COVID-19 and Business: UConn Experts Offer Perspective

Experts from the UConn School of Business weigh in on COVID-19's potential effects on the economy.

A closeup of an electronic board showing stock prices.

UConn School of Business faculty members discuss the potential effects of COVID-19 on the economy. (Getty Images)

One of the most potentially wide-ranging effects of the COVID-19 coronavirus is the way the global economy is responding. In recent weeks, stocks around the globe have lurched up and down as markets have scrambled to respond to supply chain disruptions, anticipated drop in consumer spending on everything from air travel to hotel stays, and an oil production standoff between Saudi Arabia and Russia. Some of UConn’s experts in the School of Business offer their perspectives on how this ongoing situation is shaping up for the business world. 


David Souder, Interim Dean of the School of Business and associate professor of management:

In the short term, people will look for creative ways to accomplish tasks in different ways.  Some industries, such as airlines, will get hit hard, but others will find workarounds to get things done.  There will be some loss of efficiency but business won’t come to a screeching halt.

In the long term, there will be some impact, but it’s too early to know whether the impact will be big or small.  The best case is some temporary disruption but things bounce back quickly after the threat has been controlled.  However, if global supply chains get disrupted, it could take a while for business activity to rebound to current levels.


Travis Grosser, Academic Director of the graduate program in Human Resources Management and an assistant professor of management:

By adopting the actions recommended by the state of Connecticut, an organization demonstrates to its workforce that it takes their health and safety seriously. This should be a reassuring step for employees concerned about the spread of the coronavirus.

“In the short-term the coronavirus is sure to test the business continuity and contingency plans that organizations have in place. Companies are currently assessing the adequacy of their systems and technologies to respond to travel restrictions and increased remote work. A longer-term effect may well be that organizations come out of this with an enhanced ability to react to future surprises and disruptions.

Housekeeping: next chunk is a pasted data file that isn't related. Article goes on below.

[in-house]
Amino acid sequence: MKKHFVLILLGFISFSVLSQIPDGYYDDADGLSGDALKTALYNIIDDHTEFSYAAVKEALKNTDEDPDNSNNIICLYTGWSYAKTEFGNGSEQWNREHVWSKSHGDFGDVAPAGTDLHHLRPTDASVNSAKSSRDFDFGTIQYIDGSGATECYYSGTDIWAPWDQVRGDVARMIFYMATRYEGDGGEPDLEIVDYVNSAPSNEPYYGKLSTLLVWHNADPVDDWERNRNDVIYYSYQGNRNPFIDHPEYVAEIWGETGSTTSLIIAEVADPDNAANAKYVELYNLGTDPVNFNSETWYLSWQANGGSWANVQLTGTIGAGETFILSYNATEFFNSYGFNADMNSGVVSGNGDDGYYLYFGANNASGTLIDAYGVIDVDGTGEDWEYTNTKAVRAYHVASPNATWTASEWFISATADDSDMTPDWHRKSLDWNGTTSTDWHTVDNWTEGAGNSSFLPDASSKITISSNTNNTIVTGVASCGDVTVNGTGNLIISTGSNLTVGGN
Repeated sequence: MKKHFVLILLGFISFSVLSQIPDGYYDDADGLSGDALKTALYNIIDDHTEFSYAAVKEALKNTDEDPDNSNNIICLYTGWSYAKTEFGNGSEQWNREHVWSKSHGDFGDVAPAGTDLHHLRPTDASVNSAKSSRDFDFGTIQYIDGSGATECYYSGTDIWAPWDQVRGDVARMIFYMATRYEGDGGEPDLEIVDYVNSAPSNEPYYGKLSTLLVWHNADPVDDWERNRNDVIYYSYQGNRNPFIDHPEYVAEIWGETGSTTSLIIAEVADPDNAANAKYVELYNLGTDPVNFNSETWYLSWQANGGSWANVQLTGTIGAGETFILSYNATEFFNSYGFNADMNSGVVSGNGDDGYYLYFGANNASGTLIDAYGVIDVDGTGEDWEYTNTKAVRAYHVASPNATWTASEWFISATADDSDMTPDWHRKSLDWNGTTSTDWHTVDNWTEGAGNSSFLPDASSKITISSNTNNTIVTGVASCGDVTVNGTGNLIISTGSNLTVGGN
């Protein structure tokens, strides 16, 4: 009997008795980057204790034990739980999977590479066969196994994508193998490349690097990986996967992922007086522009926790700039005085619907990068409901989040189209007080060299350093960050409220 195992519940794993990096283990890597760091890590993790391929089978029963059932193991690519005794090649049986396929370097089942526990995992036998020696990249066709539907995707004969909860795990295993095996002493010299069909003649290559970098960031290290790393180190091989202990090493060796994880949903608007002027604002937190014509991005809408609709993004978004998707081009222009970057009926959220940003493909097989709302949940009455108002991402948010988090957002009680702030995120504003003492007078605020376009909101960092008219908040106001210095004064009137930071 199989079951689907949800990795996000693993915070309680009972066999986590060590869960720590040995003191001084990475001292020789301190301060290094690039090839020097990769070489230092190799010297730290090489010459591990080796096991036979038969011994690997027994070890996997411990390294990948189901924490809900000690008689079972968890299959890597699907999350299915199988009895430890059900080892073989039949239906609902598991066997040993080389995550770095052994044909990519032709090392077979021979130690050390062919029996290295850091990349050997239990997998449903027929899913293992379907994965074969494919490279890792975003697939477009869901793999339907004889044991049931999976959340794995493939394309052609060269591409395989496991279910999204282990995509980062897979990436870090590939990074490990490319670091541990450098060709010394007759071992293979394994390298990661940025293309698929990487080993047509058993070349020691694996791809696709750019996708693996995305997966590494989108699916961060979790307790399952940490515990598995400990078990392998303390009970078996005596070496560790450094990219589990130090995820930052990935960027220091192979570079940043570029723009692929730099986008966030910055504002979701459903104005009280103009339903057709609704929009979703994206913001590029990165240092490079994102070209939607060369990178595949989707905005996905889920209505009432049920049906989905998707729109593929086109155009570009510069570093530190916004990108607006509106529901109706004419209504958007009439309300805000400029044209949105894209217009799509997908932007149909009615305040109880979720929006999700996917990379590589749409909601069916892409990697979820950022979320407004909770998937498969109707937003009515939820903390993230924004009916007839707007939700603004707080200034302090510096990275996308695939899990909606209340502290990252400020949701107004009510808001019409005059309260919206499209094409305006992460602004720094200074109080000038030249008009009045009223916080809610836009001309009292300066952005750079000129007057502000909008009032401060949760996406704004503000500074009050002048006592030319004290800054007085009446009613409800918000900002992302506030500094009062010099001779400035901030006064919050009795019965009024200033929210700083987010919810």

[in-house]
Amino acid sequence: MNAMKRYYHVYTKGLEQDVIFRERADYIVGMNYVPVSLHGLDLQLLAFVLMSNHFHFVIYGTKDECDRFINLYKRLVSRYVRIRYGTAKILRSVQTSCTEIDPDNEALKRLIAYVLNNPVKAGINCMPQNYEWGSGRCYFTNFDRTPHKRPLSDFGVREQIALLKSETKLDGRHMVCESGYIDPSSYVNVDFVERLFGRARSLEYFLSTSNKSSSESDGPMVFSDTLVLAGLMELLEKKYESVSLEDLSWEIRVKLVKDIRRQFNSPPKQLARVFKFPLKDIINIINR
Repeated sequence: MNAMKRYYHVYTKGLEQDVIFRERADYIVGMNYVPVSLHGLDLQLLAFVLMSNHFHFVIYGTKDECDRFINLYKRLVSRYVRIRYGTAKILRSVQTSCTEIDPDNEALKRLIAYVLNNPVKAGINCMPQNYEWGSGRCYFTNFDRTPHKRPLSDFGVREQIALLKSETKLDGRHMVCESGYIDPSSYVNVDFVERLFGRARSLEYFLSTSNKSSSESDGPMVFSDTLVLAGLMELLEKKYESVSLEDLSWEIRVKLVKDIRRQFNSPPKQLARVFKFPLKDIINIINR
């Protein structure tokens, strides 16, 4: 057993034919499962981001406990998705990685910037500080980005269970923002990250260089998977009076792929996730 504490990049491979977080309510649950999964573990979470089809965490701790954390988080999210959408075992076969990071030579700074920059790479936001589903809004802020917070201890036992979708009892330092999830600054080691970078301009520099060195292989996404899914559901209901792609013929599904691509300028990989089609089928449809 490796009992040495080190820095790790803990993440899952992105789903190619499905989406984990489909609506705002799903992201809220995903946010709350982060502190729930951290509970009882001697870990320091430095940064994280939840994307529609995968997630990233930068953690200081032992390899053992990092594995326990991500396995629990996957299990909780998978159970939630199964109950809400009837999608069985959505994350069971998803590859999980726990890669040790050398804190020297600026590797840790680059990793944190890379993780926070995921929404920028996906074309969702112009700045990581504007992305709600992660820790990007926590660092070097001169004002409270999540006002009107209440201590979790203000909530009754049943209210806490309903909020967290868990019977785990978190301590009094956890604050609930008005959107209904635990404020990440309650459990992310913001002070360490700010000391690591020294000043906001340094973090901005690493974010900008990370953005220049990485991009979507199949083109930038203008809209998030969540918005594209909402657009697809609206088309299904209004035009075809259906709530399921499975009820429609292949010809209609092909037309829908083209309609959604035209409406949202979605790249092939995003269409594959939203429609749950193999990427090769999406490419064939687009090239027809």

Yaacov Kopeliovich, assistant professor-in-residence in finance:

In every crisis there is a great opportunity and this crisis is no exception. We will overcome and be more prosperous than before.

First and foremost, Gov. Lamont acted prudently to issue an order to restrict state travel at this time. It shows that our elected state officials are on top of things and doing all in their power to protect us from the risk of this virus, while trying to balance between the need to continue normal life and the need to battle this pandemic. I think businesses will respond positively to the governor’s request and will do everything in their power to adhere to this order.

Of course it will be somewhat detrimental to businesses in the short term, but I think longer term the impact will be muted once the hysteria from this virus subsides and cooler heads prevail. We should have a very strong comeback in the summer or later in the fall, once we will be able to control this virus. I have no doubt we can do it, as the example of China and other Asian countries, like South Korea, shows.

However, the policy makers need to get stock on a more global level. This pandemic exposed our [supply chain] vulnerability to China and our lawmakers should address this. Of course companies diversified their supply chains, but I think they should be encouraged to accelerate the process. This should create more opportunities for Americans to obtain good quality jobs once this pandemic subsides. So the future and economic potential for the U.S. has never been brighter, in my opinion.